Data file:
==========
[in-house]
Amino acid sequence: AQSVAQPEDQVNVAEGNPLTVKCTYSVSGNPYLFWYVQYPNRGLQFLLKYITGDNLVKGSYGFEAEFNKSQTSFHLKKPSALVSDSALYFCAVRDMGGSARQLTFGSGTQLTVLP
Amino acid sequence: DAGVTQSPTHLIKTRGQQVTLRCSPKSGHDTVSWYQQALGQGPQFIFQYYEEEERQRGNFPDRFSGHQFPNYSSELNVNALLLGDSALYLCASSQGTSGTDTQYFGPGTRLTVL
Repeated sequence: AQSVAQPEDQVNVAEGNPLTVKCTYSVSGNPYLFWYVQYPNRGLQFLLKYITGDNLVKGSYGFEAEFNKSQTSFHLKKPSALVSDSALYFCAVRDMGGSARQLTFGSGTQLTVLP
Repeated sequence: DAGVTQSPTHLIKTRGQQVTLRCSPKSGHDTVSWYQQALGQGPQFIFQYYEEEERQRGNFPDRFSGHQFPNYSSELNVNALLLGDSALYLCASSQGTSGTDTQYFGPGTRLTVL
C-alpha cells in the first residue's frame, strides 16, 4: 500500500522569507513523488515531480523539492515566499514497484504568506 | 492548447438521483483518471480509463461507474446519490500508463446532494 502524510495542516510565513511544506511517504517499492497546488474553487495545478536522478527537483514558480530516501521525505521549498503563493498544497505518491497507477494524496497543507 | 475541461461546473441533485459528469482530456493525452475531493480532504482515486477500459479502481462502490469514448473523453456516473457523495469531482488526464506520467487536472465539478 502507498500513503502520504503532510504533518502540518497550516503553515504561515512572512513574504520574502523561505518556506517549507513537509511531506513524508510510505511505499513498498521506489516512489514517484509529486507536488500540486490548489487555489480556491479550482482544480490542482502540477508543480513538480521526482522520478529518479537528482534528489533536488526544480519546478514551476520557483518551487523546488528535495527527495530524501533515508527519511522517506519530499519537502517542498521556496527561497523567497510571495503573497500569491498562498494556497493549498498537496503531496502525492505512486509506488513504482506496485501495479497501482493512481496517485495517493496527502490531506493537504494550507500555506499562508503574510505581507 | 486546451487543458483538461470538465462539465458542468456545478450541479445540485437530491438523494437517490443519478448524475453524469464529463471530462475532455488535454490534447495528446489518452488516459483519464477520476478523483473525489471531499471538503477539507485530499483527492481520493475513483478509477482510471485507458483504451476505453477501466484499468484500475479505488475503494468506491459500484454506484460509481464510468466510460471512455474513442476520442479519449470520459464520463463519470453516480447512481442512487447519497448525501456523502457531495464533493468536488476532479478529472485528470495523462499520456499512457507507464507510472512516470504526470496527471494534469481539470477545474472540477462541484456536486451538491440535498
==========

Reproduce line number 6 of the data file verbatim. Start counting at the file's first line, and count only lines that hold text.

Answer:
C-alpha cells in the first residue's frame, strides 16, 4: 500500500522569507513523488515531480523539492515566499514497484504568506 | 492548447438521483483518471480509463461507474446519490500508463446532494 502524510495542516510565513511544506511517504517499492497546488474553487495545478536522478527537483514558480530516501521525505521549498503563493498544497505518491497507477494524496497543507 | 475541461461546473441533485459528469482530456493525452475531493480532504482515486477500459479502481462502490469514448473523453456516473457523495469531482488526464506520467487536472465539478 502507498500513503502520504503532510504533518502540518497550516503553515504561515512572512513574504520574502523561505518556506517549507513537509511531506513524508510510505511505499513498498521506489516512489514517484509529486507536488500540486490548489487555489480556491479550482482544480490542482502540477508543480513538480521526482522520478529518479537528482534528489533536488526544480519546478514551476520557483518551487523546488528535495527527495530524501533515508527519511522517506519530499519537502517542498521556496527561497523567497510571495503573497500569491498562498494556497493549498498537496503531496502525492505512486509506488513504482506496485501495479497501482493512481496517485495517493496527502490531506493537504494550507500555506499562508503574510505581507 | 486546451487543458483538461470538465462539465458542468456545478450541479445540485437530491438523494437517490443519478448524475453524469464529463471530462475532455488535454490534447495528446489518452488516459483519464477520476478523483473525489471531499471538503477539507485530499483527492481520493475513483478509477482510471485507458483504451476505453477501466484499468484500475479505488475503494468506491459500484454506484460509481464510468466510460471512455474513442476520442479519449470520459464520463463519470453516480447512481442512487447519497448525501456523502457531495464533493468536488476532479478529472485528470495523462499520456499512457507507464507510472512516470504526470496527471494534469481539470477545474472540477462541484456536486451538491440535498